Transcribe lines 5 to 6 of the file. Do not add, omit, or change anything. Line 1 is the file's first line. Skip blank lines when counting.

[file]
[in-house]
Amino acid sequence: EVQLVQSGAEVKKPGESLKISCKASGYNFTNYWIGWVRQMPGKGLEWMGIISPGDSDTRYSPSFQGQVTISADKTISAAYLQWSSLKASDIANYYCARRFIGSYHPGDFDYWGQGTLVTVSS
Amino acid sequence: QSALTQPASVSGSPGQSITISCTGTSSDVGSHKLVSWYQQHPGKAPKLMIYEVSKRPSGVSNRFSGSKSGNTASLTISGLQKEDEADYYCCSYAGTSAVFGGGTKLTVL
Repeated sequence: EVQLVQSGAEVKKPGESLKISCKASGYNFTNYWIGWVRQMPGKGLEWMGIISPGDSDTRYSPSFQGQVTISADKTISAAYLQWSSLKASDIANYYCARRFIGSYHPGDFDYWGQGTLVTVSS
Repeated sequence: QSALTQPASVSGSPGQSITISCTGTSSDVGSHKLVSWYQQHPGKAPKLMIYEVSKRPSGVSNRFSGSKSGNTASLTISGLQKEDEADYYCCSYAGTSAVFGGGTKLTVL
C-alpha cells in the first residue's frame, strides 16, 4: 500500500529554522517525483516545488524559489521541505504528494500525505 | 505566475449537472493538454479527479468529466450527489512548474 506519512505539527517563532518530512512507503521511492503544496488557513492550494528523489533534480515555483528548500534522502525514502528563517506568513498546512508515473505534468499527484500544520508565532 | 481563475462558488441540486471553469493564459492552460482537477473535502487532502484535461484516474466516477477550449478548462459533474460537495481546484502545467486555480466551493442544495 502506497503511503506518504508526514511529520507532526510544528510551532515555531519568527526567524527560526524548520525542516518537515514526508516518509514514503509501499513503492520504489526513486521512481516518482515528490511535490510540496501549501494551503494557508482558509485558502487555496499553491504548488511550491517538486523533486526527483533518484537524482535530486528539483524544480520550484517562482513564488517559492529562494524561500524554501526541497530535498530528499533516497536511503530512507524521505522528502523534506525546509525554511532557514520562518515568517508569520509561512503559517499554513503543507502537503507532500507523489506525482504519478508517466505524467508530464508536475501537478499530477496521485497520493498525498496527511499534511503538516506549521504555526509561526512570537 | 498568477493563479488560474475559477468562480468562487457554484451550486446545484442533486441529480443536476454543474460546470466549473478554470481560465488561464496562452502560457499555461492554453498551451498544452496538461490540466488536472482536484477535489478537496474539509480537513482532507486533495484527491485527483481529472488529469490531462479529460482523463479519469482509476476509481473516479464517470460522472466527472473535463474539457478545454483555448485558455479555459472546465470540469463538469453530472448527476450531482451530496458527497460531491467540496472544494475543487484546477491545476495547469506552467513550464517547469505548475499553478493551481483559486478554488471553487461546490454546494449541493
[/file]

Repeated sequence: QSALTQPASVSGSPGQSITISCTGTSSDVGSHKLVSWYQQHPGKAPKLMIYEVSKRPSGVSNRFSGSKSGNTASLTISGLQKEDEADYYCCSYAGTSAVFGGGTKLTVL
C-alpha cells in the first residue's frame, strides 16, 4: 500500500529554522517525483516545488524559489521541505504528494500525505 | 505566475449537472493538454479527479468529466450527489512548474 506519512505539527517563532518530512512507503521511492503544496488557513492550494528523489533534480515555483528548500534522502525514502528563517506568513498546512508515473505534468499527484500544520508565532 | 481563475462558488441540486471553469493564459492552460482537477473535502487532502484535461484516474466516477477550449478548462459533474460537495481546484502545467486555480466551493442544495 502506497503511503506518504508526514511529520507532526510544528510551532515555531519568527526567524527560526524548520525542516518537515514526508516518509514514503509501499513503492520504489526513486521512481516518482515528490511535490510540496501549501494551503494557508482558509485558502487555496499553491504548488511550491517538486523533486526527483533518484537524482535530486528539483524544480520550484517562482513564488517559492529562494524561500524554501526541497530535498530528499533516497536511503530512507524521505522528502523534506525546509525554511532557514520562518515568517508569520509561512503559517499554513503543507502537503507532500507523489506525482504519478508517466505524467508530464508536475501537478499530477496521485497520493498525498496527511499534511503538516506549521504555526509561526512570537 | 498568477493563479488560474475559477468562480468562487457554484451550486446545484442533486441529480443536476454543474460546470466549473478554470481560465488561464496562452502560457499555461492554453498551451498544452496538461490540466488536472482536484477535489478537496474539509480537513482532507486533495484527491485527483481529472488529469490531462479529460482523463479519469482509476476509481473516479464517470460522472466527472473535463474539457478545454483555448485558455479555459472546465470540469463538469453530472448527476450531482451530496458527497460531491467540496472544494475543487484546477491545476495547469506552467513550464517547469505548475499553478493551481483559486478554488471553487461546490454546494449541493